Medical Research

The Snow Foundation

Rare Diseases...Common Problems

aka The Snow Foundation

Clayton, MO

Mission

The Snow Foundation is a collective voice for Wolfram syndrome patients, working towards a cure for Wolfram syndrome and developing novel therapies for diabetes, vision loss, hearing loss, and neurodegeneration.

Ruling Year

2013

Founder/Chairman

Stephanie Gebel

Main Address

P.O. Box 50224

Clayton, MO 63105 USA

Formerly Known As

The Jack & JT Snow Scientific Research Foundation

Keywords

diabetes, rare disease, wolfram syndrome, hearing loss, neurodegeneration, vision loss

EIN

45-5308117

 Number

4596203846

Cause Area (NTEE Code)

Specifically Named Diseases Research (H80)

Specifically Named Diseases (G80)

Health - General and Rehabilitative N.E.C. (E99)

IRS Filing Requirement

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Social Media

Programs + Results

What we aim to solve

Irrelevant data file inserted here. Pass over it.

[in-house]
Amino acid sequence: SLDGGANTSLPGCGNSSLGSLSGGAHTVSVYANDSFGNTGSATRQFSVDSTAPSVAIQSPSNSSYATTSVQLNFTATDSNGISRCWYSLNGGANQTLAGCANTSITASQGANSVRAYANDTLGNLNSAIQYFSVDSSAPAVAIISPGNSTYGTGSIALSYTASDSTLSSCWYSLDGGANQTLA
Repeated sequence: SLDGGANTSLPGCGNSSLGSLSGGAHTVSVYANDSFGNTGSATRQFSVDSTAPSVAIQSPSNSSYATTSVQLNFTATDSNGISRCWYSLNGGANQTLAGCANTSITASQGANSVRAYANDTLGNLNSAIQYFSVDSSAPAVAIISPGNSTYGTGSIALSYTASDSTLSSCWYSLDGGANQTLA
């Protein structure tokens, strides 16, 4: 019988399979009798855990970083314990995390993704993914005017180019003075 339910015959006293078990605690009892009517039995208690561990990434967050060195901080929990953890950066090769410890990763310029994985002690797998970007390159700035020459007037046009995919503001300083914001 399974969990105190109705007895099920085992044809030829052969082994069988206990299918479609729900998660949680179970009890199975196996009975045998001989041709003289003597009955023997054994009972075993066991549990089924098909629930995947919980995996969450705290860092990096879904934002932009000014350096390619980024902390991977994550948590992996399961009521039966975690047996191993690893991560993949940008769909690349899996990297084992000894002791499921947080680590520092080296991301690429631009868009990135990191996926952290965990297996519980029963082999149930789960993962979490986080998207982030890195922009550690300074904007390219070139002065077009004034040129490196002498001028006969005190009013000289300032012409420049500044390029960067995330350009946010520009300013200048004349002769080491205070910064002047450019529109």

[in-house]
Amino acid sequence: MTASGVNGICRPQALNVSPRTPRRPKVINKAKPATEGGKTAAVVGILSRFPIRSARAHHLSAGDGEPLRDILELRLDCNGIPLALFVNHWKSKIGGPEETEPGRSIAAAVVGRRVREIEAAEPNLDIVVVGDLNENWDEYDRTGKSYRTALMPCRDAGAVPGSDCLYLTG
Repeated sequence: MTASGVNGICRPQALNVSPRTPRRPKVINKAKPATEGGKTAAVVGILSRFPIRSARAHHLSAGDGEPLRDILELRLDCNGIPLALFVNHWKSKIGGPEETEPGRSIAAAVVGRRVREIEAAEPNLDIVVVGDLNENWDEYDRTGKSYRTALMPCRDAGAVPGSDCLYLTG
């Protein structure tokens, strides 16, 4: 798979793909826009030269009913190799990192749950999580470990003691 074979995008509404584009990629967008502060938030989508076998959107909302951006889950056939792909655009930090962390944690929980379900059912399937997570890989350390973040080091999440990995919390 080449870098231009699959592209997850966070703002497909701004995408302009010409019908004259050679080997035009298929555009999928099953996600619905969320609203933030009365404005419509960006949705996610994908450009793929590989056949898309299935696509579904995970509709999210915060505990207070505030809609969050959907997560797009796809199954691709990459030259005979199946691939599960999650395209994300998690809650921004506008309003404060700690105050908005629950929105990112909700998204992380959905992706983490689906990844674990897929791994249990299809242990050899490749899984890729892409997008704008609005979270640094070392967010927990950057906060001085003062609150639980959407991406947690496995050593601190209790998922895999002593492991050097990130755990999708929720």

Wolfram research has been slow moving and fractured due to the international nature of research, lack of available grants, few WS specific conferences, lack of data sharing, and no US or global alliance for the disease. Although in its early years, The Snow Foundation has quickly become the single largest private supporter of Wolfram research. This simple fact highlights the woeful state of awareness, research, programs and funds to fight and treat Wolfram syndrome. Most investigators are drawn to the monogenic diabetes aspect of Wolfram syndrome as a model for more common forms of diabetes. However, the far less studied neurological symptoms are the most debilitating to patient quality and length of life. Furthermore, because the pattern There is no centralized network of research or data regarding Wolfram syndrome. Hence, the Snow Foundation’s pillars – Accelerate, Connect and Mobilize the WS community – are fundamentally linked to the creation of a global network.

Our programs

What are the organization's current programs, how do they measure success, and who do the programs serve?

SOURCE: Self-reported by organization

Annual Wolfram Syndrome Medical Clinic

Wolfram Syndrome Resarch Laboratory

Patient Advocacy/Programs

Online Network

Where we work

Charting Impact

Five powerful questions that require reflection about what really matters - results.

SOURCE: Self-reported by organization

What is the organization aiming to accomplish?

What are the organization's key strategies for making this happen?

What are the organization's capabilities for doing this?

How will they know if they are making progress?

What have they accomplished so far and what's next?